Success is easy

Published 10:16 pm Wednesday, September 26, 2012

By Steven S. Kirkpatrick

Now more than ever, our society is being poisoned with the myth that “success” happens only to those who are “fortunate.” We are led to believe there is little or no connection between having wealth and doing the work necessary to create it. We are told those who are better off got that way, because they hoodwinked some poor unsuspecting sops who are the victims of these wealthy people. This is toxic nonsense.

In order to accept this line of thinking, you must first believe that you have no control over your destiny — and instead accept the false premise that life is nothing more than a random series of events. According to this logic, those who accumulate wealth are the “winners of life’s lottery” while the poor are the losers. Aside from the tiny fraction of Americans with sizeable inherited wealth, this is patently false. But the myth lives on. Why?

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Modern American culture is deeply rooted in a sense of victimization. It means being able to blame something or someone else for your station in life. It’s a way of giving yourself permission to be a failure and an excuse for not even trying to be successful. After all, if your failure is caused by something else, then you don’t even have to try to advance yourself. We bemoan the fact that life isn’t fair, and we hear our leaders make pronouncements that everyone should be able to compete “on a level playing field.”

Well, guess what? Life isn’t fair — so get over it. Or go mope and cry about it and see how that works for you. The problem is this: More and more of us are accepting the notion that we are victims. Not only that, increasing numbers of us are making demands — mostly from government agencies — to get something for nothing. More than half the people in this country receive some form of government largesse.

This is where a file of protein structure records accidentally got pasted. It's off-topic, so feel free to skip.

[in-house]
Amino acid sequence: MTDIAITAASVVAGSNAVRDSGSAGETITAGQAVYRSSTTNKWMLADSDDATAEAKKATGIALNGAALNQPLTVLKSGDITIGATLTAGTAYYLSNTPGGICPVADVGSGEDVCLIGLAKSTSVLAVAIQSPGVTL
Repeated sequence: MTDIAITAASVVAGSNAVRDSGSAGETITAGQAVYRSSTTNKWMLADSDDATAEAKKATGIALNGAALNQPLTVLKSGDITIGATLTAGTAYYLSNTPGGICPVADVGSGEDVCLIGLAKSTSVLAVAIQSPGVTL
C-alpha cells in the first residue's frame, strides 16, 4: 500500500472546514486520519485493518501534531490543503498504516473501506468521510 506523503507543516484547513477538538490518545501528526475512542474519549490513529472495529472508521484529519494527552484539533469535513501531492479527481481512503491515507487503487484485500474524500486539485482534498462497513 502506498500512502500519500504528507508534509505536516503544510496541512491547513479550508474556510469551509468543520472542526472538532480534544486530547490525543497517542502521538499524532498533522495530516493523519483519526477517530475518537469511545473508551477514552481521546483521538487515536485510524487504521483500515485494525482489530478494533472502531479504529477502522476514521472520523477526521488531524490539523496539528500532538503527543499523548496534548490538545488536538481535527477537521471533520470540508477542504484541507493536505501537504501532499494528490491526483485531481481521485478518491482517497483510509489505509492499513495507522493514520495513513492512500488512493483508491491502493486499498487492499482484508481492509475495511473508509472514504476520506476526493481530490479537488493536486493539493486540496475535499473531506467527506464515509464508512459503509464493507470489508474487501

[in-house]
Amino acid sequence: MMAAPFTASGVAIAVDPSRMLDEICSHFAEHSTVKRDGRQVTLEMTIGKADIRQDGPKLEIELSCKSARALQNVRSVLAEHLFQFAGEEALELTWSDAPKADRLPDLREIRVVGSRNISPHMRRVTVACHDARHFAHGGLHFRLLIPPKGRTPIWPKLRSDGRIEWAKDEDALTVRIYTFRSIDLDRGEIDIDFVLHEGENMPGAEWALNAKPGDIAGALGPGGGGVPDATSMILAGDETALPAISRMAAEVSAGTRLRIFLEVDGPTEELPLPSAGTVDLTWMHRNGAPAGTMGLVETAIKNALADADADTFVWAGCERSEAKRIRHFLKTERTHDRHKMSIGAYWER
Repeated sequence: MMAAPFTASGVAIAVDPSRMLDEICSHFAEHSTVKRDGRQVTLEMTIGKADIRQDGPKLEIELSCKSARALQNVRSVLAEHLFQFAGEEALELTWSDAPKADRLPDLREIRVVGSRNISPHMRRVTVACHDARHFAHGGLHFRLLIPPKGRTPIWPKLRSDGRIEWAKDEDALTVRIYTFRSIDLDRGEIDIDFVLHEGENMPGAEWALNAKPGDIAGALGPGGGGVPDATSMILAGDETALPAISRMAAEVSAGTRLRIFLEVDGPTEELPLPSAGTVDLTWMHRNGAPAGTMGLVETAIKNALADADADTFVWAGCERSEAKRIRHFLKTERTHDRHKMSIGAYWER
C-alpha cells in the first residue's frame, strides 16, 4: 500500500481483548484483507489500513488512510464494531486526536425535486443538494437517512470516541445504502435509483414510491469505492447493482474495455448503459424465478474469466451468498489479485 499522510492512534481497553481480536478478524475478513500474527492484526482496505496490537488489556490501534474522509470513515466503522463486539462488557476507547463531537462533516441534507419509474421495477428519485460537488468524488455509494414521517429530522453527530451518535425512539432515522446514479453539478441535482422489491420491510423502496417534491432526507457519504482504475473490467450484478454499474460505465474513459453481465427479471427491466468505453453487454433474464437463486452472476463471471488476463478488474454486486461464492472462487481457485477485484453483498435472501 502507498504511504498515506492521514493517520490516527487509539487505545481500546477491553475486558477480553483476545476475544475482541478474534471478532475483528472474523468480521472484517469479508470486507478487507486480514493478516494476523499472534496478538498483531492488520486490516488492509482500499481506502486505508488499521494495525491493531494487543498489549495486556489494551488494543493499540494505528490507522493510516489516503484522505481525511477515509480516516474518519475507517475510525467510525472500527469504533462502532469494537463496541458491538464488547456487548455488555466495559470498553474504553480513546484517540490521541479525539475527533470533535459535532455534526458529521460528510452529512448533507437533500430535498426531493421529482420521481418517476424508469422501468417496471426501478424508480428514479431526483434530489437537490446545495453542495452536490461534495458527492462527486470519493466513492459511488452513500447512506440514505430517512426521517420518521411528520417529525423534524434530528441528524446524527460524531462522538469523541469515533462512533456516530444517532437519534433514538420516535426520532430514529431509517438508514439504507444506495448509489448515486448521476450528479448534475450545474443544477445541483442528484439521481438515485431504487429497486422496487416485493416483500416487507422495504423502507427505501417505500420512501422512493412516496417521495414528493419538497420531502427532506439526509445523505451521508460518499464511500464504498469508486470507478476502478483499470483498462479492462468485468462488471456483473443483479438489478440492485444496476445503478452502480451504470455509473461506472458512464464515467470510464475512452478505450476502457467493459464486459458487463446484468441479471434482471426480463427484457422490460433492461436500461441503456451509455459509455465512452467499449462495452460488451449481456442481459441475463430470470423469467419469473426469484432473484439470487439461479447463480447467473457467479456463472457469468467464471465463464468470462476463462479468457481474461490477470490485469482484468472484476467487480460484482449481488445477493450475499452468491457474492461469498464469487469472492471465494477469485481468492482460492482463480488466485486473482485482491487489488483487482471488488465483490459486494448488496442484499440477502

Victimization breeds dependency and helplessness; it feeds upon itself and leads to a cycle of destitution and despondency.

Breaking free of this malaise is easy — just not as easy as being a failure. It begins with a simple philosophical approach to life in which you accept this basic premise: “I have what I have in my life, because I chose for it to be that way.”

This is a profound truth, and one that has provided life-changing benefits to me personally. When you realize this — or even if you just try to accept it on blind faith — your life will change forever. Life begins anew every day, with every decision you make.

So, instead of watching TV, read a book and learn something new. Instead of surfing the Internet for idle entertainment and distraction, take an educational webinar about your business or industry. Learn something new every day, and apply it the next day. Take care of your body and show it respect. You’ll be amazed how quickly your life will change. Go the extra mile at work — follow up on loose ends, double check your work, ask for constructive feedback and take it to heart.

Being a success isn’t really some monstrous challenge that you tackle all at once. It’s really nothing more than a bunch of little decisions that you make every day. It can be as simple as showing up for work on time, ready to work and with a good attitude. It also means not being jealous or envious of the success of others. If they can do it, then so can you.

Don’t expect success to happen overnight — it happens slowly at first, and it entails lots of little steps grounded in a life philosophy of personal responsibility and accountability. You really can become successful — just take it one step at a time.

Steven S. Kirkpatrick lives in Chuckatuck. He is a consultant and advisor to entrepreneurs and small business owners throughout Hampton Roads. Email him at